Interactive 3D Plots#

The easiest method of plotting 3D PEPT-like data is using the pept.plots.PlotlyGrapher interactive grapher:

# Plotting some example 3D lines
import pept
from pept.plots import PlotlyGrapher
import numpy as np

lines_raw = np.arange(70).reshape((10, 7))
lines = pept.LineData(lines_raw)

# Plotting some example 3D points
import pept
from pept.plots import PlotlyGrapher
import numpy as np

points_raw = np.arange(40).reshape((10, 4))
points = pept.PointData(points_raw)


The PlotlyGrapher object allows straightforward subplots creation:

# Plot the example 3D lines and points on separate subplots
grapher = PlotlyGrapher(cols = 2)

grapher.add_lines(lines)                        # col = 1 by default
grapher.add_points(points, col = 2)
# Plot the example 3D lines and points on separate subplots
grapher = PlotlyGrapher(rows = 2, cols = 2)

grapher.add_lines(lines, col = 2)               # row = 1 by default
grapher.add_points(points, row = 2, col = 2)

Adding Colourbars#

By default, the last column of a dataset is used to colour-code the resulting points:

from pept.plots import PlotlyGrapher
PlotlyGrapher().add_points(point_data).show()   # Colour-codes by the last column

You can change the column used to colour-code points using a numeric index (e.g. first column colorbar_col = 0, second to last column colorbar_col = -2) or named column (e.g. colorbar_col = "error"):

PlotlyGrapher().add_points(point_data, colorbar_col = -2).show()
PlotlyGrapher().add_points(point_data, colorbar_col = "label").show()   # Coloured by trajectory
PlotlyGrapher().add_points(point_data, colorbar_col = "v").show()       # Coloured by velocity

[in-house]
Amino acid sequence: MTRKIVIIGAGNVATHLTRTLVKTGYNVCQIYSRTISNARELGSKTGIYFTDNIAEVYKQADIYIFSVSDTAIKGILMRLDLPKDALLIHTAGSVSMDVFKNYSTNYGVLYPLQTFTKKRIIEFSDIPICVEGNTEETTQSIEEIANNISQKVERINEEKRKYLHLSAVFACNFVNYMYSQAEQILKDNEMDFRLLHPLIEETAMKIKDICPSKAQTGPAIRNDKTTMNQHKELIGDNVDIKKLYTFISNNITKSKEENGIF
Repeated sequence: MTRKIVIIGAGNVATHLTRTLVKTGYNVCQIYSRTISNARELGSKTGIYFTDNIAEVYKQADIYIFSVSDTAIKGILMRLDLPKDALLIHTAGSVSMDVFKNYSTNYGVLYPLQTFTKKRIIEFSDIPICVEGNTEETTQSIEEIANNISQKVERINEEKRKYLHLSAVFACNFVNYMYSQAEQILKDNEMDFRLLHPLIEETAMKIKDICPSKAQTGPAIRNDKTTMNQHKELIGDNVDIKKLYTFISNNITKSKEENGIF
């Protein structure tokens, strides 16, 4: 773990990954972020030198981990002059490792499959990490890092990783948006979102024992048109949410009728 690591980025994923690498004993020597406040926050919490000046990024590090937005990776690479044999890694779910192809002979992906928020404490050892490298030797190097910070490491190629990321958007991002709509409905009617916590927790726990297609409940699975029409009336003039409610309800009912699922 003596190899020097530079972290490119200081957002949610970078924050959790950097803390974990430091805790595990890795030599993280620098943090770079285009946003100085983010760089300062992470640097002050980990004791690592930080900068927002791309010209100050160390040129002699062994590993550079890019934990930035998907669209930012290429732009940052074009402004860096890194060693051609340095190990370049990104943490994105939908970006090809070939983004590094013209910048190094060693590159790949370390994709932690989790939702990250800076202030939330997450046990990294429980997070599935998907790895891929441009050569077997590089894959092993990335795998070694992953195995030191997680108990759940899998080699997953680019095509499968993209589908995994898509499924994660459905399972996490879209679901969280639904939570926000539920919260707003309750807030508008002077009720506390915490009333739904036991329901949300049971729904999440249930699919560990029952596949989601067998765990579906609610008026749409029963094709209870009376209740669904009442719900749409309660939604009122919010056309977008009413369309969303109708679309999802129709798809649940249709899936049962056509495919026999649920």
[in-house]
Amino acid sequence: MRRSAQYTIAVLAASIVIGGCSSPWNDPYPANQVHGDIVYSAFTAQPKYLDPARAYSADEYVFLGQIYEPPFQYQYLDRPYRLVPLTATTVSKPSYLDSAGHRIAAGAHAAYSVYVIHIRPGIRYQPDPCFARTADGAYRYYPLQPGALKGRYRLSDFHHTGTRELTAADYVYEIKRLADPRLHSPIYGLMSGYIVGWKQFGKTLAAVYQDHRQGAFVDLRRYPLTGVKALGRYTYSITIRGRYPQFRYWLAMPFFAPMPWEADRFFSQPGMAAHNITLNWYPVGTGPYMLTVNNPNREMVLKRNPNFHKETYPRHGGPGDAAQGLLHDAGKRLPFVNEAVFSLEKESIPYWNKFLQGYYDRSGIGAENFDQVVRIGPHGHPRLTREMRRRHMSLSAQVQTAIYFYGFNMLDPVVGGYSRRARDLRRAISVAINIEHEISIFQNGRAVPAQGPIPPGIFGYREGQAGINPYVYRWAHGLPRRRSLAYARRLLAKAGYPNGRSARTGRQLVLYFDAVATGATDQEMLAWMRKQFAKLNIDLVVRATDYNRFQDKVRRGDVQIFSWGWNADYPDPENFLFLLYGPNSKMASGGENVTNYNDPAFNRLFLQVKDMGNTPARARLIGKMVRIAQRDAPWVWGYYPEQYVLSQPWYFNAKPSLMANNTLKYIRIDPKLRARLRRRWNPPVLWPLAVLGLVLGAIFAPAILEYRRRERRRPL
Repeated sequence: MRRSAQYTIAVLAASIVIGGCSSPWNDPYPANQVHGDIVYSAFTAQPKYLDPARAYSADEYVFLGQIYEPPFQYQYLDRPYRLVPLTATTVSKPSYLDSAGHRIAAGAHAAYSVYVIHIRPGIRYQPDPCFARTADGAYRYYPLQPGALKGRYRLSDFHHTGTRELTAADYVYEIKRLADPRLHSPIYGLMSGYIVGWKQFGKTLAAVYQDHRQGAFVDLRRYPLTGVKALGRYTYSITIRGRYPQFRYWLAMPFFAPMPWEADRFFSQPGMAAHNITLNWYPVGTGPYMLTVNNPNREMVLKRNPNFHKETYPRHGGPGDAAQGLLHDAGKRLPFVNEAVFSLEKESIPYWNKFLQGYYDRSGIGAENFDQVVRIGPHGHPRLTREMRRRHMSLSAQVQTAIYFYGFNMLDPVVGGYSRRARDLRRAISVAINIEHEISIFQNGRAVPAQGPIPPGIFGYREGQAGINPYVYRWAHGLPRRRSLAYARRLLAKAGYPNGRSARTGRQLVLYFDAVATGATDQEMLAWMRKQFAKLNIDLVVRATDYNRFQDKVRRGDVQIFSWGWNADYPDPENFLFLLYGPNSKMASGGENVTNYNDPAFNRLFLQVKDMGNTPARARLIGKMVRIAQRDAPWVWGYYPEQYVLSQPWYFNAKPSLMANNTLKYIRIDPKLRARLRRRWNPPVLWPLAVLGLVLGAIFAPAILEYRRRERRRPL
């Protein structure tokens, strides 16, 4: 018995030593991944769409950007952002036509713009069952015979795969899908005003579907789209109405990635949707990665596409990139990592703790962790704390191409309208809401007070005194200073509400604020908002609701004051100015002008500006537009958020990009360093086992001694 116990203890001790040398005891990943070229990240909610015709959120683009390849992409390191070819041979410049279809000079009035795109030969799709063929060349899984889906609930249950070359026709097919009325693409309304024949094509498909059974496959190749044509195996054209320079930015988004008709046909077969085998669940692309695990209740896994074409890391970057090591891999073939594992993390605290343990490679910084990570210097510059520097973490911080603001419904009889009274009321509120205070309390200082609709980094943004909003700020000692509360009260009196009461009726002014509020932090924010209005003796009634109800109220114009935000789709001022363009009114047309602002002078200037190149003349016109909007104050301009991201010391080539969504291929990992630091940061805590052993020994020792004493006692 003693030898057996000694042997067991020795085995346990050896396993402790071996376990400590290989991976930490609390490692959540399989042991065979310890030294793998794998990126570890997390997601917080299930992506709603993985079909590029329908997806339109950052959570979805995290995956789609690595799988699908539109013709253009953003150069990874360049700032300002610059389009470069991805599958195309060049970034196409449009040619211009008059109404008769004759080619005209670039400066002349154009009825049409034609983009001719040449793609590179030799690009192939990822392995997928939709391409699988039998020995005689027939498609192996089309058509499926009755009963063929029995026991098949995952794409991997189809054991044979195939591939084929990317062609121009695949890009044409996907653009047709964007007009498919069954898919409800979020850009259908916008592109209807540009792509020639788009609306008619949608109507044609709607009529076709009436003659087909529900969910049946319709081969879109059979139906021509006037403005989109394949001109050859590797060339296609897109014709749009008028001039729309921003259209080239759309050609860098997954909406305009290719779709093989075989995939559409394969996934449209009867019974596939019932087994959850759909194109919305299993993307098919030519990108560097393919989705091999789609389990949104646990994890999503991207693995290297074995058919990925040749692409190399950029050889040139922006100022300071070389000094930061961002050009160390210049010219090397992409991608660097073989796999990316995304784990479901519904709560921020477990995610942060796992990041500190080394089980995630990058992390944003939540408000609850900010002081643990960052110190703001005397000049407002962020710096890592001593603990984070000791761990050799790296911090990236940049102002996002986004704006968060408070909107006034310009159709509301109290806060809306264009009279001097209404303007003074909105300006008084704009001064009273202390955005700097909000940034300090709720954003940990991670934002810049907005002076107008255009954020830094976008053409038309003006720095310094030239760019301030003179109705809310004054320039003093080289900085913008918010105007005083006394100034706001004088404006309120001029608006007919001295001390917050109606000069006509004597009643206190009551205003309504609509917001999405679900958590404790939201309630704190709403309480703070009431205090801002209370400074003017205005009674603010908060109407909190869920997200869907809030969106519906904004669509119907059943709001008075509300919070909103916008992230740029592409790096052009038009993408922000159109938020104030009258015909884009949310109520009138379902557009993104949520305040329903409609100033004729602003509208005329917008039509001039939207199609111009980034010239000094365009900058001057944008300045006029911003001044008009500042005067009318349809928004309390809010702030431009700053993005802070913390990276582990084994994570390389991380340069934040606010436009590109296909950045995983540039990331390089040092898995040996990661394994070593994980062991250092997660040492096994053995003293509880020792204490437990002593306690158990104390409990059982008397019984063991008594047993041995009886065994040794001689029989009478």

As a PlotlyGrapher will often manage multiple subplots, one shouldn’t include explicit colourbars on the sides for each dataset plotted. Therefore, colourbars are hidden by default; add a colourbar by setting its title:

PlotlyGrapher().add_points(points, colorbar_title = "Velocity").show()

Histogram of Tracking Errors#

The Centroids(error = True) filter appends a column “error” representing the relative error in the tracked position. You can select a named column via indexing, e.g. trajectories["error"]; you can then plot a histogram of the relative errors with:

import as px
px.histogram(trajectories["error"]).show()          # Large values are noise
px.histogram(trajectories["cluster_size"]).show()   # Small values are noise

It is often useful to remove points with an error higher than a certain value, e.g. 20 mm:

trajectories = Condition("error < 20").fit(trajectories)

# Or simply append the `Condition` to the `pept.Pipeline`
pipeline = pept.Pipeline([
    Condition("cluster_size > 30, error < 20"),

Exporting Plotly Graphs as Images#

The standard output of the Plotly grapher is an interactive HTML webpage; however, this can lead to large file sizes or memory overflows. Plotly allows for graphs to be exported as images to alleviate some of these issues.

Ensure you have imported:

import as px
import kaleido
import as pio

There are two main ways of exporting as images:

# Save the inner plotly.Figure attribute of a `grapher`
# Format can be changed to other image formats
# Width and height can be adjusted to give the desired image size
grapher.fig.write_image("figure.png", width=2560, height=1440)

Modifying the Underlying Figure#

You can access the Plotly figure wrapped and managed by a PlotlyGrapher using the .fig attribute:

grapher.fig.update_layout(xaxis_title = "Pipe Length (mm)")